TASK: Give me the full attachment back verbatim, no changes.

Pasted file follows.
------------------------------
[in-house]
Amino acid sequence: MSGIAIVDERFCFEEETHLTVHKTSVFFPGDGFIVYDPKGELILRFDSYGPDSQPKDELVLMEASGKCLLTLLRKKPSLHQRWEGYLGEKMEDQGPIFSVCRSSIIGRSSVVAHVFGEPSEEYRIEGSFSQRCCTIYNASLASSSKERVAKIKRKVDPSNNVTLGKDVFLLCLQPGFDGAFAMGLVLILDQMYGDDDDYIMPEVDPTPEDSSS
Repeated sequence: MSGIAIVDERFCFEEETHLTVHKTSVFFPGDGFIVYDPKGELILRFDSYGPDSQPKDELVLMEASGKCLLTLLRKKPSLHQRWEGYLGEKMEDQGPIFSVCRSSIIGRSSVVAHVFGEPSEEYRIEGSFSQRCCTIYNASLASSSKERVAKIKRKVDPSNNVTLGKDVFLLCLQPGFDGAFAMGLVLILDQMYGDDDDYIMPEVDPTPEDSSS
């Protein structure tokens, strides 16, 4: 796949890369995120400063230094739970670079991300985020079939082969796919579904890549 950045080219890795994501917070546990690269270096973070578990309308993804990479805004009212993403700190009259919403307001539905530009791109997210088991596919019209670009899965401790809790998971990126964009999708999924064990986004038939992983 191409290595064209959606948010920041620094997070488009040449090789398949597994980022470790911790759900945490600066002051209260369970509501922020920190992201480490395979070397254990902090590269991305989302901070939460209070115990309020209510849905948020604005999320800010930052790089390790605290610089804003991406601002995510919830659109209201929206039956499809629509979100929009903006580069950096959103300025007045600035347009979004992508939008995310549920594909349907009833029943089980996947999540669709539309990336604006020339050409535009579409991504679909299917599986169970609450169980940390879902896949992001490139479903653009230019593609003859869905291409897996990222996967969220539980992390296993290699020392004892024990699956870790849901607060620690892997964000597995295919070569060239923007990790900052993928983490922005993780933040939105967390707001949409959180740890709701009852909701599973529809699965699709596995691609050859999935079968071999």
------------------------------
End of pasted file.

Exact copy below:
[in-house]
Amino acid sequence: MSGIAIVDERFCFEEETHLTVHKTSVFFPGDGFIVYDPKGELILRFDSYGPDSQPKDELVLMEASGKCLLTLLRKKPSLHQRWEGYLGEKMEDQGPIFSVCRSSIIGRSSVVAHVFGEPSEEYRIEGSFSQRCCTIYNASLASSSKERVAKIKRKVDPSNNVTLGKDVFLLCLQPGFDGAFAMGLVLILDQMYGDDDDYIMPEVDPTPEDSSS
Repeated sequence: MSGIAIVDERFCFEEETHLTVHKTSVFFPGDGFIVYDPKGELILRFDSYGPDSQPKDELVLMEASGKCLLTLLRKKPSLHQRWEGYLGEKMEDQGPIFSVCRSSIIGRSSVVAHVFGEPSEEYRIEGSFSQRCCTIYNASLASSSKERVAKIKRKVDPSNNVTLGKDVFLLCLQPGFDGAFAMGLVLILDQMYGDDDDYIMPEVDPTPEDSSS
């Protein structure tokens, strides 16, 4: 796949890369995120400063230094739970670079991300985020079939082969796919579904890549 950045080219890795994501917070546990690269270096973070578990309308993804990479805004009212993403700190009259919403307001539905530009791109997210088991596919019209670009899965401790809790998971990126964009999708999924064990986004038939992983 191409290595064209959606948010920041620094997070488009040449090789398949597994980022470790911790759900945490600066002051209260369970509501922020920190992201480490395979070397254990902090590269991305989302901070939460209070115990309020209510849905948020604005999320800010930052790089390790605290610089804003991406601002995510919830659109209201929206039956499809629509979100929009903006580069950096959103300025007045600035347009979004992508939008995310549920594909349907009833029943089980996947999540669709539309990336604006020339050409535009579409991504679909299917599986169970609450169980940390879902896949992001490139479903653009230019593609003859869905291409897996990222996967969220539980992390296993290699020392004892024990699956870790849901607060620690892997964000597995295919070569060239923007990790900052993928983490922005993780933040939105967390707001949409959180740890709701009852909701599973529809699965699709596995691609050859999935079968071999």